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crushing the tea leaves and allowing them to undergo an enzyme-mediated oxidation process known as fermentation. This process results in the conversion of the majority of catechins to theaflavins (TF) and thearubigins. The TF, which are benzotropolone-linked heterodimers of catechins, are responsible for the characteristic color and taste of black tea (Fig. 1). The thearubigins are oligomeric and polymeric polyphenolic compounds, which have only recently begun to be structurally characterized (3–5). Oolong tea is allowed to undergo partial oxidation, which results in the retention of higher levels of catechins than are found in black tea but also in the formation of unique dimeric and oligomeric polyphenols such as the theasinensins (Fig. 1) (6). Green, black, and Oolong teas also contain caffeine (;2–5% by weight), theophylline, and theobromine. Obesity is defined as a BMI $30 kg/m2. Between 1980 and 2007, the rate of obesity in the United States approximately doubled for the adult population (7). Similarly, there has been a dramatic increase in the rate of obesity in children. Obesity has been reported as a risk factor for a number of chronic diseases, including heart disease, liver disease, diabetes, cancer, arthritis, and others (8,9). For example, the EPIC study, a prospective study of 368,277 men and women in 9 European countries, found that waist circumference and waist:hip ratio were both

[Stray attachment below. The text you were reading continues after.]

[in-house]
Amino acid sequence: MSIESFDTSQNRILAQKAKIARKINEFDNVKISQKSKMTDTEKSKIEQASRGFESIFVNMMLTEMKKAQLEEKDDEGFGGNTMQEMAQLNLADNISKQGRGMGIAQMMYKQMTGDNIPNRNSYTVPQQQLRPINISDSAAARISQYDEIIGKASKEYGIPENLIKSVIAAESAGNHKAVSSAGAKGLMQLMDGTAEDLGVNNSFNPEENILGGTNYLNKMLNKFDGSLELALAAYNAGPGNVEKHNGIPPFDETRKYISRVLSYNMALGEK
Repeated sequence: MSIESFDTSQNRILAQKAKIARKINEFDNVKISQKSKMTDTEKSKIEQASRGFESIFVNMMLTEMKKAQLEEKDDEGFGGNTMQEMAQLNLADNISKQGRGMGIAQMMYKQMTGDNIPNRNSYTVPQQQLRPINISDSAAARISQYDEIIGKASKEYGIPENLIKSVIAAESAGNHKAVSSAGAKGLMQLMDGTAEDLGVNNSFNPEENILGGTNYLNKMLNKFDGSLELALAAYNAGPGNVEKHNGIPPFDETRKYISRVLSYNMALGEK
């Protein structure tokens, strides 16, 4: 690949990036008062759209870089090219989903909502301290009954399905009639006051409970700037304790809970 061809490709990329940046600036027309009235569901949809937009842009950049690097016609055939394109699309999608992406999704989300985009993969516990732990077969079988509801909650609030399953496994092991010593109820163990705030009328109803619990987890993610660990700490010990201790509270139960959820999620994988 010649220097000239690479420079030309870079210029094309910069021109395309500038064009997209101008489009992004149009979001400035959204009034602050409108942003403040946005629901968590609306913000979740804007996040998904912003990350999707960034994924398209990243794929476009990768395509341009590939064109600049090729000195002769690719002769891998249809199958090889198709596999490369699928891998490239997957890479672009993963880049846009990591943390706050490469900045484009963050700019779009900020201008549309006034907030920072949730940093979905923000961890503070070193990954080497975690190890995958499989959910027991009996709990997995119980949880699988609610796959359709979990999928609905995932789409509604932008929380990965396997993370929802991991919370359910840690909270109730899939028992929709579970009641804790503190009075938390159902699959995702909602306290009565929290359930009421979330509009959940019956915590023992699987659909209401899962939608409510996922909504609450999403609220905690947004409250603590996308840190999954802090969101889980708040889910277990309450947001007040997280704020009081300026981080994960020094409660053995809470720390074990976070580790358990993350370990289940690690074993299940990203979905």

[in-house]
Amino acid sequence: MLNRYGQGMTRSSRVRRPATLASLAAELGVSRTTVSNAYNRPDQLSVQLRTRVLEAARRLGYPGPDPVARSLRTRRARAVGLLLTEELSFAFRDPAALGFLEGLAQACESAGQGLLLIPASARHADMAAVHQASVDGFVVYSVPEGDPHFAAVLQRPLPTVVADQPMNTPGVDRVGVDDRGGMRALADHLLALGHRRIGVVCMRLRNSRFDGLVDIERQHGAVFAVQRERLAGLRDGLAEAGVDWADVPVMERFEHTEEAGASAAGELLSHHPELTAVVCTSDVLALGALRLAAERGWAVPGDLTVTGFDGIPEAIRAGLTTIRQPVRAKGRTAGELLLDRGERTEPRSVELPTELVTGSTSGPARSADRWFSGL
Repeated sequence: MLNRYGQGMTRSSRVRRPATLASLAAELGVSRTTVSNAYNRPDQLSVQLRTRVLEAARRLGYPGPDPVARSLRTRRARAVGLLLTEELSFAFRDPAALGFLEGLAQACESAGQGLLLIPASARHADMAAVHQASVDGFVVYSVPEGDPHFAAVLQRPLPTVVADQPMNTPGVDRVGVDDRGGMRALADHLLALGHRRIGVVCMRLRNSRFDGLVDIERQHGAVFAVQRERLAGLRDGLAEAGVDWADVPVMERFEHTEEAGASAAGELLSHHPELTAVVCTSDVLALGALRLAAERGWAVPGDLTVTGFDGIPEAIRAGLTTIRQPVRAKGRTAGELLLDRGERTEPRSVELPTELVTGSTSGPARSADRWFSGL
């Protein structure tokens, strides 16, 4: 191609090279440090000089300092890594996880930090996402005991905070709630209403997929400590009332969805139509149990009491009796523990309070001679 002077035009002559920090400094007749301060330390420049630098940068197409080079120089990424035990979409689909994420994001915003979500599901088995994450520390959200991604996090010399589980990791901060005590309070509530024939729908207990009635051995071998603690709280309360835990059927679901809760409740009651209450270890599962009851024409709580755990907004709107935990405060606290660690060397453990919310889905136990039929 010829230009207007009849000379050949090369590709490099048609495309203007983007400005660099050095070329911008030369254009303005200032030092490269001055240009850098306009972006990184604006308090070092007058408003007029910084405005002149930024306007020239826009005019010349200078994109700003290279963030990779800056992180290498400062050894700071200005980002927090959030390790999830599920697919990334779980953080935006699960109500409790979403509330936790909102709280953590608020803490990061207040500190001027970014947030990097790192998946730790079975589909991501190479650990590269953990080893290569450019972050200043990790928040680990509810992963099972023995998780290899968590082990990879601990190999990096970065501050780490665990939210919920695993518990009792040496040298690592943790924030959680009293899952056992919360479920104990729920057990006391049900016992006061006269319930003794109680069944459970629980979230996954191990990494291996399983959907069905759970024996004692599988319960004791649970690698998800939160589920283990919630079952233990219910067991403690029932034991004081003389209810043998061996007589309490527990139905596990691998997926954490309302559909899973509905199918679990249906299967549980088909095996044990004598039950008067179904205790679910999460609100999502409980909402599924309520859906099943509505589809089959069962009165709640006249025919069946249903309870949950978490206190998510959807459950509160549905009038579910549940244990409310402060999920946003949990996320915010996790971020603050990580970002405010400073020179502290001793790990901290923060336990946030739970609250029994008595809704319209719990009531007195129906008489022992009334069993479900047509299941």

0022-3166/08 $8.00 ã 2010 American Society for Nutrition. Manuscript received September 14, 2009. Initial review completed November 10, 2009. Revision accepted December 16, 2009. First published online January 20, 2010; doi:10.3945/jn.109.115972.

FIGURE 1 Structures of representative tea polyphenols and caffeine.